Three-quarters of Republicans said they want ex President TrumpDonald Trump Six people guarding Roger Stone entered the Capitol during attack: NYT Cassidy writes column explaining vote to convict Trump Governor of Puerto Rico: Congress is ‘morally obligated’ to act on statehood vote MORE play a prominent role in the Republican Party despite his second impeachment, according to a poll published Monday, two days after his acquittal.
A Quinnipiac University Survey found that 75 percent of Republican respondents expressed interest in Trump continuing to play a prominent role in the Republican Party, while 21 percent said they wouldn’t want that.
Sixty percent of all Americans said they did not want Trump to play a major role in the Republican Party, including 96 percent of Democrats and 61 percent of independents.
The majority of those surveyed, 55 percent, also said the former president should not be allowed to hold elected office in the future. Republicans again deviated from the majority with 87 percent saying that Trump should be allowed to hold elected office.
“He may be depressed, but he’s certainly not in disgrace with the Republican Party. Twice indicted, vilified by Democrats at trial, and virtually silenced by social media … despite everything, Donald Trump maintains a strong position in the Republican Party. Fiesta, “said Tim Malloy, a poll analyst at Quinnipiac University, in a statement.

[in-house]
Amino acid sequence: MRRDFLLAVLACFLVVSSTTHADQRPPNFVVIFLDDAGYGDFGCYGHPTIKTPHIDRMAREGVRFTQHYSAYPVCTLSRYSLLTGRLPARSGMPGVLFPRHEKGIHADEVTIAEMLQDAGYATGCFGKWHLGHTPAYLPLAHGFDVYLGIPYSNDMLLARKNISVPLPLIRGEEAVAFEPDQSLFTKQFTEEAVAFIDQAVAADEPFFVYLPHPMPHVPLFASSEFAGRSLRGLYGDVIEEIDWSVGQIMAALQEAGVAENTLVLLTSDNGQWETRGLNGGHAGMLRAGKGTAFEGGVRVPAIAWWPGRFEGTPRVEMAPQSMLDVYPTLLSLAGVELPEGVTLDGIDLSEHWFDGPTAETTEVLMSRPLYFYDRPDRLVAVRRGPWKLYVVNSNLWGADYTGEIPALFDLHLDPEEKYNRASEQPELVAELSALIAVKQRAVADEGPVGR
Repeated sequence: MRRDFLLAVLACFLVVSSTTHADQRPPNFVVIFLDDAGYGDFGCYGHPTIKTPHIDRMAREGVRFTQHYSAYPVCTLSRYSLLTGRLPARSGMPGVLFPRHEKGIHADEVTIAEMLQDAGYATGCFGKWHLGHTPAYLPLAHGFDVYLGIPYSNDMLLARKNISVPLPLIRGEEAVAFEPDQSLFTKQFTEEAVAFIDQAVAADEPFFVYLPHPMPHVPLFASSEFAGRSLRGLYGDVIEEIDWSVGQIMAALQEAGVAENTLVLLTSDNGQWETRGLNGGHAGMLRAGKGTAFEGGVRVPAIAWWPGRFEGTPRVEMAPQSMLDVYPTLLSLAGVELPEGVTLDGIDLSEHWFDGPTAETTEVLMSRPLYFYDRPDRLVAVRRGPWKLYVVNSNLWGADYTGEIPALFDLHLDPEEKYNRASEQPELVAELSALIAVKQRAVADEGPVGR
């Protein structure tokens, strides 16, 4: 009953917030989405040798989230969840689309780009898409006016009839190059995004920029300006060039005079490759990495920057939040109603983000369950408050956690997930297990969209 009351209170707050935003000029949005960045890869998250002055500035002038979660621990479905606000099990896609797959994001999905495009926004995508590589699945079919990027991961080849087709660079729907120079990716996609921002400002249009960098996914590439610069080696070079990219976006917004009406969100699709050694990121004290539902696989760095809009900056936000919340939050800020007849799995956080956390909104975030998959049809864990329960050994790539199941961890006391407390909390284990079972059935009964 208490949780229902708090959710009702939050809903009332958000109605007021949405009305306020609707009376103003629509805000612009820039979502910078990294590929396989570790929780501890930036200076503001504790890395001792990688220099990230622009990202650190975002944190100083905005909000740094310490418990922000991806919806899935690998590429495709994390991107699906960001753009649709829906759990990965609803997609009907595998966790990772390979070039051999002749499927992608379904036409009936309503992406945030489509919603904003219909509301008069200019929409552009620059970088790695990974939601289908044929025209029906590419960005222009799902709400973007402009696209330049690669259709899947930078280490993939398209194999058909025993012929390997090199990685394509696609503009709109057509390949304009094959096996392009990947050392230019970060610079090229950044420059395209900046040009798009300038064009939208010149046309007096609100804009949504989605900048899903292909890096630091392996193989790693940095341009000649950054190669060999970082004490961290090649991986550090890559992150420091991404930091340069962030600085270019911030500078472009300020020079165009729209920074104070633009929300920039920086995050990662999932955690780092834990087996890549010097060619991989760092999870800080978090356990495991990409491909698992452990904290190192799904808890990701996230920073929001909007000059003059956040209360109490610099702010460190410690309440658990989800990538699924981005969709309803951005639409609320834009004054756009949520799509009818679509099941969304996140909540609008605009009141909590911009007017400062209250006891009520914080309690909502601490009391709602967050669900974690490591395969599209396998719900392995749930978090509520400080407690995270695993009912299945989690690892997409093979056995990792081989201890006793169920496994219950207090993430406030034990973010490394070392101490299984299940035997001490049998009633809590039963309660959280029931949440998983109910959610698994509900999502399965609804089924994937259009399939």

The Quinnipiac University survey polled 1,056 adults from February 11-14 with a margin of error of 3 percentage points.
Trump was widely expected to be acquitted after a majority of Republican senators voted the trial unconstitutional on February 9 and he was officially acquitted on February 13.
Seven Republican senators sided with Democrats in voting to convict Trump in the most bipartisan Senate impeachment results in history. But the Senate fell short of the two-thirds majority needed to convict.
About half of those surveyed in the poll, at 51 percent, said they supported the Senate condemning Trump, including 92 percent of Democrats and 50 percent of independents. A large majority of Republicans (89 percent) said they were against condemning Trump.
The House indicted Trump in the last week of his presidency on allegations that he incited the mob that stormed the Capitol building on January 6. The riot resulted in the deaths of five people, including a Capitol police officer, and dozens of injuries to law enforcement officials. .
Most of those surveyed (54 percent) said they believe the former president is responsible for inciting violence on Capitol Hill, and 68 percent said they did not believe Trump did everything he could to stop the riot once it started. .